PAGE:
A passage from an encyclical by Pius IX, the Pope who presided over the First Vatican Council, lays stress on the point that it is solely the Pope and the bishops who bear the divinely conferred authority to determine revealed truth, not the laity (and, presumably, not the lower priesthood either):
For these writings attack and pervert the true power of jurisdiction of the Roman Pontiff and the bishops, who are the successors of blessed Peter and the apostles; they transfer it instead to the people, or, as they say, to the community. They obstinately reject and oppose the infallible magisterium both of the Roman Pontiff and of the whole Church in teaching matters. (On the Church of Italy, Germany, and Switzerland (1871), “Further Heresies”; source)The same point was affirmed by the Second Vatican Council (1965), over which Pope Paul VI presided:
But the task of authentically interpreting the word of God, whether written or handed on, has been entrusted exclusively to the living teaching office of the Church [soli vivo Ecclesiae Magisterio concreditum est], whose authority [auctoritas] is exercised in the name of Jesus Christ. This teaching office [Magisterium] is not above the word of God, but serves it, teaching only what has been handed on, listening to it devoutly, guarding it scrupulously and explaining it faithfully in accord with a divine commission and with the help of the Holy Spirit, it draws from this one deposit of faith everything which it presents for belief as divinely revealed.
It is clear, therefore, that sacred tradition, Sacred Scripture and the teaching authority of the Church [Ecclesiae Magisterium], in accord with God’s most wise design, are so linked and joined together that one cannot stand without the others, and that all together and each in its own way under the action of the one Holy Spirit contribute effectively to the salvation of souls. (Dei Verbum, chapter two, article 10; English text; Latin text)
The gist of this passage is that the magisterium of the Church is an authority divinely vested in the Pope and the bishops to teach the members of the Church what is divinely revealed in scripture and tradition. (The alternation in the last-quoted passage between the two translations “teaching office” and “teaching authority” does not reflect a difference of meaning but rather a wish to avoid repetition in the sentence in which the word “authority” (auctoritas) also occurs.)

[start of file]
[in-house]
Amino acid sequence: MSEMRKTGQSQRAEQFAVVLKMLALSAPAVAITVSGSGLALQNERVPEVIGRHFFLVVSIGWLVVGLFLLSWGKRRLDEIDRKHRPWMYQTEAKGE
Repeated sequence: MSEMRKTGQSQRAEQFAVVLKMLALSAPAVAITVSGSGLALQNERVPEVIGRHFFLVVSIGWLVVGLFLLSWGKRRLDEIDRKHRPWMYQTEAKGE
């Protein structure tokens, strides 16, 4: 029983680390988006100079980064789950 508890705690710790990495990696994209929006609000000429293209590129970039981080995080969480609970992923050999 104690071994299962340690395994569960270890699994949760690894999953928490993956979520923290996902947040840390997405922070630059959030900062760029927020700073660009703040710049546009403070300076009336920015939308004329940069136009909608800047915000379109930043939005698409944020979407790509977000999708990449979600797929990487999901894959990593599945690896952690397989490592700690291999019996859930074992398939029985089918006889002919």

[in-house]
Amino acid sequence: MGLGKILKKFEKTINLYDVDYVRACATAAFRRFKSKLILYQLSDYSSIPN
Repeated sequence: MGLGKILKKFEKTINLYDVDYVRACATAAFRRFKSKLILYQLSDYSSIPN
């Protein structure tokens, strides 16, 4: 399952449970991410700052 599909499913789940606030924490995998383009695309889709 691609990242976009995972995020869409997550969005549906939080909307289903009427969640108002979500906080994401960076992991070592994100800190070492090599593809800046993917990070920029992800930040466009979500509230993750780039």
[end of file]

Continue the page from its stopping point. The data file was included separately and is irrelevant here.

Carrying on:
The ecclesiastical use of the term “magisterium” differs from Gould’s appropriation of it on several points. First, in ecclesiastical usage, a magisterium is not a “domain” of teaching authority: it simply is teaching authority. There are, of course, discussions of the range of matters in which the Church has this authority; but the word “magisterium” signifies the authority itself and not the subject matter to which it pertains. Hence, in ecclesiastical usage, it would be plain nonsense to speak, as Gould sometimes does, of the magisterium of this or that subject matter (e.g., natural fact, ethical values, etc.). The magisterium is the magisterium of the Church. Second, the pertinent sense of “authority” is not merely epistemological but also institutional: the magisterium of the Church is the authority that a certain body, the Catholic episcopacy, has over the faithful in matters of faith and morals. Third, the term “teaching” here is not a byword for “inquiry” or “discovery” but signifies the handing-down of conclusions by those in authority to those who are obliged to accept them. The magisterium of the Church has nothing to do with procedures for posing questions and resolving disputes. The Church may have these, but they are not what the word “magisterium” signifies. Rather, it signifies the status of the upper priesthood’s conclusions as divinely revealed truth. Fourth, the term occurs (so far as I have found) only in the singular form, never in the plural: there is no ecclesiastical talk of “magisteria,” but only of the magisterium of the Church (Magisterium Ecclesiae). Thus the term does not serve to demarcate one subject matter from another or one way of answering questions from another, but only to identify who or what bears teaching authority in matters of revealed truth.